Wednesday, June 28, 2006

BONG Bull blogged here

Charles Stough, he the proprietor of BONG Bull, one of the great reads in the newspaper business, friend from my days in Dayton and master of ceremonies of the margarita bus (oh, I wasn't supposed to mention that, was I), regrettably has decided not to continuing republishing BONG on Blogger where an Atom feed would widen its accessability. It remains on Topix, if you would like the periodic e-mail feed. But, magnanimous as he is (OK, I hear he's been called some other things, especially in that large state that borders Mexico, but we'll just go with magnanimous here), he has granted CSJ permission to reproduce his fine work so that this becomes your address for the automated feed if, say, your overseers frown on e-mail newsletters. Thank you Charles, and here goes (We're a little behind on the first one. We promise to try to stay current):

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The Burned-Out Newspapercreatures Guild's World-Famous Encyclical
BONG Bull
No. 675
Copyright © 2006 by BONG
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For June 7, 2006. Oh, very good, Ann Coulter, that's how to bring down the level of rhetoric! Make babbling accusations against 9-11 widows and take the your drooling fans' attention off the deficit and your Adam's apple, says the Burned-Out Newspapercreatures Guild, and this is BONG Bull No. 675!

OH WELL, THE WORLD DIDN'T END. As with all great newspapers and all thecrummy ones too, BONG Bull is usually prepared the day before dateline. And those editions not prepared a day ahead were probably done a week ahead; not for nothing did we hang around the Features Department, learning pseudo-hipness and radish recipes. So the Newsrack Repairs and Editorial Stances Committee is very glad that no BONGers got taken up in the Rapture. But then we probably could have predicted that, too.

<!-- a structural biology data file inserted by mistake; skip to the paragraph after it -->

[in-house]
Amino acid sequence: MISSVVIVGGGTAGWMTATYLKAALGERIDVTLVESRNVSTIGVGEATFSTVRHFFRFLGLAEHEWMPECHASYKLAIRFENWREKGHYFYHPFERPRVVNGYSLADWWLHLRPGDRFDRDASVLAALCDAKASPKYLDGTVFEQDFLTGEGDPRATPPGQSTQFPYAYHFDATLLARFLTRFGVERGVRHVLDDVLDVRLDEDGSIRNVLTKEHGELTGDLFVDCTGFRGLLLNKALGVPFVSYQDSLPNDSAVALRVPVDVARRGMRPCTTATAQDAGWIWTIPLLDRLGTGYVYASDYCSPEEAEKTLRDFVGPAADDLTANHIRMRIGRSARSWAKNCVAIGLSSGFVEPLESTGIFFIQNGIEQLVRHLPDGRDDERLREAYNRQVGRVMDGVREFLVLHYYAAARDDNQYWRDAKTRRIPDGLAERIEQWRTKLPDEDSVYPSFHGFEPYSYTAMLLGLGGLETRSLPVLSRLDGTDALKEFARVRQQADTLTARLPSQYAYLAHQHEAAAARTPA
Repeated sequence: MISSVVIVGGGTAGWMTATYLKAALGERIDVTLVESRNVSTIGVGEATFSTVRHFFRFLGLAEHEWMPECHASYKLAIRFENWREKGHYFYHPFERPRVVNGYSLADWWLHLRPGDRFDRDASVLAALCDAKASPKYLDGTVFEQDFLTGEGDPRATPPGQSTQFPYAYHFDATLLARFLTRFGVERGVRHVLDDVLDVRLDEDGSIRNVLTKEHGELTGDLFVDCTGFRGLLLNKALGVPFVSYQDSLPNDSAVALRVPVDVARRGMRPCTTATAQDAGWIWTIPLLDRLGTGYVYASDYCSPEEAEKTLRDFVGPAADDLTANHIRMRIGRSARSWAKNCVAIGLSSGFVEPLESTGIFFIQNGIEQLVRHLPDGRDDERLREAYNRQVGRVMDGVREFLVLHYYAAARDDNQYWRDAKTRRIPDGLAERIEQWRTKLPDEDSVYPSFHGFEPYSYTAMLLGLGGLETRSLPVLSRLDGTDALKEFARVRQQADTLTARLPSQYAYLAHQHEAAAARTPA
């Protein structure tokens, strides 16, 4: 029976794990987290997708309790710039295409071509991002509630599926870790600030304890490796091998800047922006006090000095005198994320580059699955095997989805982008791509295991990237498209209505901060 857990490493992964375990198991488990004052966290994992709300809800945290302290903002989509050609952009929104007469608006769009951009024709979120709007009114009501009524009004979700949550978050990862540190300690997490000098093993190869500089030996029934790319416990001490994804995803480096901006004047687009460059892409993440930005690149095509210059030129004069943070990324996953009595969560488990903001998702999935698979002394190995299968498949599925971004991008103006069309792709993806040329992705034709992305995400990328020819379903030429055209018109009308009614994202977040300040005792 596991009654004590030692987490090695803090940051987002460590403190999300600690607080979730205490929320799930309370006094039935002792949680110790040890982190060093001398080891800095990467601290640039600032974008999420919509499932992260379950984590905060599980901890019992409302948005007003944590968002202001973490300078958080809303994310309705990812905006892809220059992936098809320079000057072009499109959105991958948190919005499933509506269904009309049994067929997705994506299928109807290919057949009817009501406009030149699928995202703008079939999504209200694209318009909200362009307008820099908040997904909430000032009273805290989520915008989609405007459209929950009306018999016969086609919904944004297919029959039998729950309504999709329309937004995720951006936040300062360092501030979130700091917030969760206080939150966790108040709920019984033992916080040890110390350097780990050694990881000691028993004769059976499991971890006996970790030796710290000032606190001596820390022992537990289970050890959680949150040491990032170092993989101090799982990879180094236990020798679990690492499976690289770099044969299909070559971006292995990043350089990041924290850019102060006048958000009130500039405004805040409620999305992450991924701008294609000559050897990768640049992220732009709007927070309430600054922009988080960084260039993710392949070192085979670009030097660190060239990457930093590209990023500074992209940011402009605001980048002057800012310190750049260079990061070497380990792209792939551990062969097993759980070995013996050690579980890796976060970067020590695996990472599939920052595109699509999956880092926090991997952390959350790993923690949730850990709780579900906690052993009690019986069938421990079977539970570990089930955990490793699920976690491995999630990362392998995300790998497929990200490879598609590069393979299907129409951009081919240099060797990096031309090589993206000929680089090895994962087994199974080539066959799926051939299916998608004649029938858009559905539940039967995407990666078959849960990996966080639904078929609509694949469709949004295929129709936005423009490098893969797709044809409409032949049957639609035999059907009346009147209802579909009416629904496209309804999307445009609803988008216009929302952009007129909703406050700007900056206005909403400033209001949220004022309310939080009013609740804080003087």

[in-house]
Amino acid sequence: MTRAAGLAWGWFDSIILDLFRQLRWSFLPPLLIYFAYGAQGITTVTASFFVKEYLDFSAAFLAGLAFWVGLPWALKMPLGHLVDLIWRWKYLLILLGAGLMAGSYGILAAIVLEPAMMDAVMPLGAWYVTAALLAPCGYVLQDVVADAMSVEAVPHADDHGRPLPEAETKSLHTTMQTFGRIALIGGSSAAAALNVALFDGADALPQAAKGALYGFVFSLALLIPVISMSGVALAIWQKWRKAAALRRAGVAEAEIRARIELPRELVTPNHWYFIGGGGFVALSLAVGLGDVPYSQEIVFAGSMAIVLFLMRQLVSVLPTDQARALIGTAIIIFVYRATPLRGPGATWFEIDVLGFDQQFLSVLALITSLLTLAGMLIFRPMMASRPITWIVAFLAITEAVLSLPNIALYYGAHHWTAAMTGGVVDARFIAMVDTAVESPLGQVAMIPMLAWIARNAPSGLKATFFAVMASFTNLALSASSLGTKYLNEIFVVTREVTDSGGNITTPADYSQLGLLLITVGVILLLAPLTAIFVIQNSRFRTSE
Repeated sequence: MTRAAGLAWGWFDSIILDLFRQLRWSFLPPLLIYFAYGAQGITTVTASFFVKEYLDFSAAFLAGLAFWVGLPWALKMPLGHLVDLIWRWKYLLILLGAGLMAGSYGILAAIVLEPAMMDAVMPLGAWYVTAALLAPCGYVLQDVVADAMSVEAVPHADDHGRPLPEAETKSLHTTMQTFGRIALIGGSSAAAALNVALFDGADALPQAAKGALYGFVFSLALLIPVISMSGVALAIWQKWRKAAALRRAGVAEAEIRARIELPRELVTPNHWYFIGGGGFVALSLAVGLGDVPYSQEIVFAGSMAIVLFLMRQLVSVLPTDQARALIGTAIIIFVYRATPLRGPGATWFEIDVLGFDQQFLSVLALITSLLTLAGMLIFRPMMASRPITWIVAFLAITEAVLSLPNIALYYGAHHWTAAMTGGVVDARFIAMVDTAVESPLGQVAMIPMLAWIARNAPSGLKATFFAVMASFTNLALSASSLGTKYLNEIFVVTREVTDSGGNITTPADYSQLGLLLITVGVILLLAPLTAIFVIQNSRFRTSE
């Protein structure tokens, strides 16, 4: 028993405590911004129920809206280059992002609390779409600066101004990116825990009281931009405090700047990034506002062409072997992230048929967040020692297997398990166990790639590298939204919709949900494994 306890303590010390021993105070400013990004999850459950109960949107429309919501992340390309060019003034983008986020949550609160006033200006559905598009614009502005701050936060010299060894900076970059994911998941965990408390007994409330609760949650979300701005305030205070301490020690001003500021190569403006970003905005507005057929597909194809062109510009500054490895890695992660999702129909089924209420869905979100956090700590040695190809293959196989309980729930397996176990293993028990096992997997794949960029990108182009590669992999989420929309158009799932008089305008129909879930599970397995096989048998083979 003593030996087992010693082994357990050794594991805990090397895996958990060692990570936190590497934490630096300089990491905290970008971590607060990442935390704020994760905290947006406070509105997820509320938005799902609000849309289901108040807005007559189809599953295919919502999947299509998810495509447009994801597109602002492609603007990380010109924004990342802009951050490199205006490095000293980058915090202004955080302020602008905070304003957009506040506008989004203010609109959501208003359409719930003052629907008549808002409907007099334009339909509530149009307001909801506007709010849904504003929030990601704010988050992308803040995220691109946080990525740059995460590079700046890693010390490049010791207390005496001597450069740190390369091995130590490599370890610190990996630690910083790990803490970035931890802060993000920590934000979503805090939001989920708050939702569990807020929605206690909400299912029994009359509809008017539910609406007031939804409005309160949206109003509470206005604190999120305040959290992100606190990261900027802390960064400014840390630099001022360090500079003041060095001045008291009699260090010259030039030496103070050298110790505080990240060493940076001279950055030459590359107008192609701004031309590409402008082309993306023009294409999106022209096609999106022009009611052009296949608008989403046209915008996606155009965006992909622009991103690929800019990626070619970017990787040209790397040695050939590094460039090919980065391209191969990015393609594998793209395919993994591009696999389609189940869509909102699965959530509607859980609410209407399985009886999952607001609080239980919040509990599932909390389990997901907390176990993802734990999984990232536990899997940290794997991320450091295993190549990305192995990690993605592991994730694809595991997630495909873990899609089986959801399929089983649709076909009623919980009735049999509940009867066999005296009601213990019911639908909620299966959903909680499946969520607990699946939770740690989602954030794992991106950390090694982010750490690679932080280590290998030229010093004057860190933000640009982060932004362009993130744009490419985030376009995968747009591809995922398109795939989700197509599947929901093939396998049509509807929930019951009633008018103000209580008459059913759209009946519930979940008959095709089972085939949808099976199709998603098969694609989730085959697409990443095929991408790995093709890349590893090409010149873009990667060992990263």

Or, if the world ended yesterday ON 6/6/06, let it be known that BONG hung on for 674 issues, longer than Cargo magazine.

BROTHERHOOD OF THE PEN. A city editor and his wife were wakened at 3 a.m. by a loud pounding on their front door. The editor stumbled down and opened to find a reporter on the porch in a driving rain, staggering drunk.
"Can you give me a push, Boss?" the reporter slurred.
"Not a chance. And if you bother me again at this time of the night, it's your ass!" the editor said, slamming the door.
But his wife was more sympathetic. "Don't you remember when you were a young reporter?" she asked. "Out late in terrible weather, digging up stories? I think you should help him, and you should be ashamed of yourself!"
The editor grumbled but did as he was told, got dressed, and went out into the rain and dark. "Hello, are you still there?" he called out.
"Yes," came the reply.
"Do you still need a push?"
"Yes, please!" said the reporter in the dark.
"Where are you?" asked the editor, squinting into the gloom.
"Over here, on the swing!" replied the reporter.

STUFF YOU SHOULD KNOW BY THE TIME YOUR INTERNSHIP IS OVER. The high-tech battery backup system in the basement will protect stuff on the computers in a power outage, unless you push the "brew" button on the coffee maker. Use it.
-- Hanging around with editorial writers won't make you smart any more than standing around a parking lot makes you a Buick.
-- When cleaning up your work area, the easy way is to sweep the cubicle with a glance.
-- Your career can thrive no matter who in the newsroom hates your guts, but stay nice to whoever sorts the mail.
-- For every action, there is an equal and opposite company policy.
-- Don't hang with reporters, don't eat junk food, don't drink, die anyway.
-- Photographers are supposed to be like that.
-- There is always one more nitwit handling your copy than you counted on.
-- Someone who uses that college education, stays sober, thinks logically and gets it right the first time provides a nice contrast to the average slot editor.